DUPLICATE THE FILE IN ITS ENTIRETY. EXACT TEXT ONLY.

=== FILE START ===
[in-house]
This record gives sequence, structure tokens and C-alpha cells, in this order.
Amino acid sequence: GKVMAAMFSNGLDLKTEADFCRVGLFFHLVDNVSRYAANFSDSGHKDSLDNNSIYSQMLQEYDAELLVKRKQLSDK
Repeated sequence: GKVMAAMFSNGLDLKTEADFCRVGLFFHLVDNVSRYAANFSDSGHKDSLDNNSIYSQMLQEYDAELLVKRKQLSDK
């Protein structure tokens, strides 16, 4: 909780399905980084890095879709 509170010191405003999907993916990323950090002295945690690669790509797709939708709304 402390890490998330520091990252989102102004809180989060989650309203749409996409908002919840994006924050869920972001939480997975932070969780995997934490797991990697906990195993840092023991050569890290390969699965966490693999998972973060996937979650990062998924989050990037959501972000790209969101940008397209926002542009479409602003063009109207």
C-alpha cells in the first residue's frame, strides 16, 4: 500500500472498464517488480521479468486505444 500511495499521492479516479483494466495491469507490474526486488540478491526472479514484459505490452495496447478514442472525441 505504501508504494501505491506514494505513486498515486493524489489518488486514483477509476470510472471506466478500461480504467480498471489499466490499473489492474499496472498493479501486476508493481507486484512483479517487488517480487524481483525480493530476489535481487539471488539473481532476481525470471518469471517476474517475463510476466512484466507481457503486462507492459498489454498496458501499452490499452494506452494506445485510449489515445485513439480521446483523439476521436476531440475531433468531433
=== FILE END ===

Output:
[in-house]
This record gives sequence, structure tokens and C-alpha cells, in this order.
Amino acid sequence: GKVMAAMFSNGLDLKTEADFCRVGLFFHLVDNVSRYAANFSDSGHKDSLDNNSIYSQMLQEYDAELLVKRKQLSDK
Repeated sequence: GKVMAAMFSNGLDLKTEADFCRVGLFFHLVDNVSRYAANFSDSGHKDSLDNNSIYSQMLQEYDAELLVKRKQLSDK
């Protein structure tokens, strides 16, 4: 909780399905980084890095879709 509170010191405003999907993916990323950090002295945690690669790509797709939708709304 402390890490998330520091990252989102102004809180989060989650309203749409996409908002919840994006924050869920972001939480997975932070969780995997934490797991990697906990195993840092023991050569890290390969699965966490693999998972973060996937979650990062998924989050990037959501972000790209969101940008397209926002542009479409602003063009109207």
C-alpha cells in the first residue's frame, strides 16, 4: 500500500472498464517488480521479468486505444 500511495499521492479516479483494466495491469507490474526486488540478491526472479514484459505490452495496447478514442472525441 505504501508504494501505491506514494505513486498515486493524489489518488486514483477509476470510472471506466478500461480504467480498471489499466490499473489492474499496472498493479501486476508493481507486484512483479517487488517480487524481483525480493530476489535481487539471488539473481532476481525470471518469471517476474517475463510476466512484466507481457503486462507492459498489454498496458501499452490499452494506452494506445485510449489515445485513439480521446483523439476521436476531440475531433468531433